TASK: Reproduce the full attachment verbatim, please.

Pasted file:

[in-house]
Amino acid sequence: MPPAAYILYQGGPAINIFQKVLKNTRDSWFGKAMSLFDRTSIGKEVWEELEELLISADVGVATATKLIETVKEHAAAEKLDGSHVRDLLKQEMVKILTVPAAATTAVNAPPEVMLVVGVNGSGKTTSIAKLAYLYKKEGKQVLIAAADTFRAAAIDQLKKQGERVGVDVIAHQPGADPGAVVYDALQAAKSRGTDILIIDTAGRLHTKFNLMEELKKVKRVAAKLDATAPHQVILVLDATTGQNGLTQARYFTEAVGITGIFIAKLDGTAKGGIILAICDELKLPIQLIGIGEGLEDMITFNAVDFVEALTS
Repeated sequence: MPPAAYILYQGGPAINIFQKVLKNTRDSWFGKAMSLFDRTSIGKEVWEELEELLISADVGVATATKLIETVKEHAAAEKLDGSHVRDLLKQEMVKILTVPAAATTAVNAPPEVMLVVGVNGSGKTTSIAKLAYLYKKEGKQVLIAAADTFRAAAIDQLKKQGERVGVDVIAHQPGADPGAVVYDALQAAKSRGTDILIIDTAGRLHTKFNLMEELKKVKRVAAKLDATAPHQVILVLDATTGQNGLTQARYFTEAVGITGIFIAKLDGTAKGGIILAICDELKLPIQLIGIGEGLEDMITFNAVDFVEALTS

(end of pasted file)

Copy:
[in-house]
Amino acid sequence: MPPAAYILYQGGPAINIFQKVLKNTRDSWFGKAMSLFDRTSIGKEVWEELEELLISADVGVATATKLIETVKEHAAAEKLDGSHVRDLLKQEMVKILTVPAAATTAVNAPPEVMLVVGVNGSGKTTSIAKLAYLYKKEGKQVLIAAADTFRAAAIDQLKKQGERVGVDVIAHQPGADPGAVVYDALQAAKSRGTDILIIDTAGRLHTKFNLMEELKKVKRVAAKLDATAPHQVILVLDATTGQNGLTQARYFTEAVGITGIFIAKLDGTAKGGIILAICDELKLPIQLIGIGEGLEDMITFNAVDFVEALTS
Repeated sequence: MPPAAYILYQGGPAINIFQKVLKNTRDSWFGKAMSLFDRTSIGKEVWEELEELLISADVGVATATKLIETVKEHAAAEKLDGSHVRDLLKQEMVKILTVPAAATTAVNAPPEVMLVVGVNGSGKTTSIAKLAYLYKKEGKQVLIAAADTFRAAAIDQLKKQGERVGVDVIAHQPGADPGAVVYDALQAAKSRGTDILIIDTAGRLHTKFNLMEELKKVKRVAAKLDATAPHQVILVLDATTGQNGLTQARYFTEAVGITGIFIAKLDGTAKGGIILAICDELKLPIQLIGIGEGLEDMITFNAVDFVEALTS